Borrowing heavily from the Whig philosopher John Locke (1632-1704), Thomas Jefferson wrote in the Declaration of Independence that all of us have the right to our lives, to our liberty, and to the pursuit of happiness. Less than a century earlier, Locke had offered a similar theme, with a slight difference: He stated that we have a right to our property. Jefferson’s alteration was not a rejection or diminution but rather an enhancement of Locke’s earlier proclamation, by subsuming property rights in the broader category of pursuing happiness.
Private property is critical if individuals are to be free and happy. Locke explained, in his Second Treatise on Government, that the foundation of this essential right lay in the fact that “every man” first and foremost “has a property in his own person,” which “no Body has any right to but himself.” This leads inexorably to a complete rejection of human bondage or any institution that makes one person the resource of another. We are ends in ourselves.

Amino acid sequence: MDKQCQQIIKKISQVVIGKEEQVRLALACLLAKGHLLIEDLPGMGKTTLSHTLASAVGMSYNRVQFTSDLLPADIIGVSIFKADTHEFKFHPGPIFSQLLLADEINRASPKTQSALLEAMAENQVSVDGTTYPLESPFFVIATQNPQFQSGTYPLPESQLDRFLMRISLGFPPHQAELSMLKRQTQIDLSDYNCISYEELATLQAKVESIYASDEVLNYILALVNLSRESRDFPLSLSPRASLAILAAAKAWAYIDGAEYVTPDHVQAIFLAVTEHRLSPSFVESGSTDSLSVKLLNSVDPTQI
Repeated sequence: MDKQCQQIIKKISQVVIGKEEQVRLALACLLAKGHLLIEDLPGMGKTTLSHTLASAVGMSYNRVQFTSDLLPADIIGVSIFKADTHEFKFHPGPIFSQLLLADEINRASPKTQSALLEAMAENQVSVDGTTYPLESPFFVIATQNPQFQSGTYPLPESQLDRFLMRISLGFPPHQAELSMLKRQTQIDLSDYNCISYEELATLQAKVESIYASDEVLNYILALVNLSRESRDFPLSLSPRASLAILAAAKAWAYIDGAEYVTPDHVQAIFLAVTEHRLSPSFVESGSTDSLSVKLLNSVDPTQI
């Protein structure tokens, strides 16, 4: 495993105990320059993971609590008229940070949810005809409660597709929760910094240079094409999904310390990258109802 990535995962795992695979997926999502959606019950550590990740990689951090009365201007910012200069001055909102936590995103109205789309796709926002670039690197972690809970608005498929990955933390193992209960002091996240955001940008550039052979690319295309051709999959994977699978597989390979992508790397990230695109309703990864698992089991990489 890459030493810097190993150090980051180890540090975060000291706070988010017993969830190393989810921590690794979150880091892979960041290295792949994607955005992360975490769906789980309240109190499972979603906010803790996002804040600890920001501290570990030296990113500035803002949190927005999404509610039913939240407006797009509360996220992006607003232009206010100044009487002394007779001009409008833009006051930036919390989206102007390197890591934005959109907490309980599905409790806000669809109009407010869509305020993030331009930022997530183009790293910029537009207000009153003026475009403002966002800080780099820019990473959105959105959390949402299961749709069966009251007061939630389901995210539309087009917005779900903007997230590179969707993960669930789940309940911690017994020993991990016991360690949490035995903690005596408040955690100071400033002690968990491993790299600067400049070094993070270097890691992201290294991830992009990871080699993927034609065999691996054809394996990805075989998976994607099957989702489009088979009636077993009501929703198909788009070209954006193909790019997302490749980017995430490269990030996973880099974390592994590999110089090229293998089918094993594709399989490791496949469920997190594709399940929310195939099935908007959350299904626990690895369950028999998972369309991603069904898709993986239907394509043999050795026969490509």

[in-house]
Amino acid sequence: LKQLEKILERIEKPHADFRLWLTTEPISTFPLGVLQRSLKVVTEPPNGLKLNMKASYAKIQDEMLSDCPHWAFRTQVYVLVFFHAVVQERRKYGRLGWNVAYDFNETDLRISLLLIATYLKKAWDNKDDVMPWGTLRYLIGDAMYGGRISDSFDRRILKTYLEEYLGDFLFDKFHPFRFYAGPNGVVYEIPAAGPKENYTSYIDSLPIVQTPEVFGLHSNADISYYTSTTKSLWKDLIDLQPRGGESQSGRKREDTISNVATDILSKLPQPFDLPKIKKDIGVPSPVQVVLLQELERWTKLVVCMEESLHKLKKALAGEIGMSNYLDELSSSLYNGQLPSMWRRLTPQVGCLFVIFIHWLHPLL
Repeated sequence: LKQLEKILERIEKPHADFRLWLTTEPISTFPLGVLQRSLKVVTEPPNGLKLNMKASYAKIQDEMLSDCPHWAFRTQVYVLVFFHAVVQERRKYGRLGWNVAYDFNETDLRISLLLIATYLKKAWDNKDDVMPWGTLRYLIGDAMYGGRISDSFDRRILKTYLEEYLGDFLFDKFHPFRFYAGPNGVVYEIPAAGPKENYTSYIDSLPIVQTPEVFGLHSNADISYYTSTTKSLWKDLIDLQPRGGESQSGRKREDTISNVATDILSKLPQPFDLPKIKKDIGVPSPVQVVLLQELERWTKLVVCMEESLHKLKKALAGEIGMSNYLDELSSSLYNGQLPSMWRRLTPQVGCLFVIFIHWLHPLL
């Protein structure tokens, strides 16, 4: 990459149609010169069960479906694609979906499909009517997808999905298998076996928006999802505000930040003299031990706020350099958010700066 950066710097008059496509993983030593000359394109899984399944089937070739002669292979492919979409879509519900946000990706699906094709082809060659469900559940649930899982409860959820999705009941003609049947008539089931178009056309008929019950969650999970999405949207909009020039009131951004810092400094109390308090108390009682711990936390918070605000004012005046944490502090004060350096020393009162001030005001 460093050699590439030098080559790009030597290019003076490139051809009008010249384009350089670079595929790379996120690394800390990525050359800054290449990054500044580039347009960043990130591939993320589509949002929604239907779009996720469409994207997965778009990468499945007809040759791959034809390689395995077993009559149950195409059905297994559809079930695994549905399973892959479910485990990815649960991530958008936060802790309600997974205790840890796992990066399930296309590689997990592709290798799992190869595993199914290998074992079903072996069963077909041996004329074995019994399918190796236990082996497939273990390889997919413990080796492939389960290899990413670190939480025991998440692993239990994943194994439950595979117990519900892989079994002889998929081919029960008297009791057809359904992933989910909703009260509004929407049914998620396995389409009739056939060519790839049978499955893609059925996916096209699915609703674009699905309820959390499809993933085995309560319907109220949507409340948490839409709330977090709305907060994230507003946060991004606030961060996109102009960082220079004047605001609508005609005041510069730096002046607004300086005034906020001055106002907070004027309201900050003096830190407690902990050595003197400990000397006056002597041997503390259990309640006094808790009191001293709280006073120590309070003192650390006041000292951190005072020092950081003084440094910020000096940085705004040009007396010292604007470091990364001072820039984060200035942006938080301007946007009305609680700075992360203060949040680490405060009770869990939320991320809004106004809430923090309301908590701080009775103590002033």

But we must do more than simply be. We must act, in order to gain that which we believe (correctly or incorrectly) is necessary to enhance our lives. We must pursue happiness, turning circumstances, events, and environment to our advantage in the hope of achieving some desired goal. “Whatsoever then [a human] removes out of the state that nature hath provided, and left it in, he hath mixed his labour with, and joyned to it something that is his own,” Locke concluded. By that action an individual creates his property, in the form of real estate, chattel, valuables, keepsakes, money, or investments.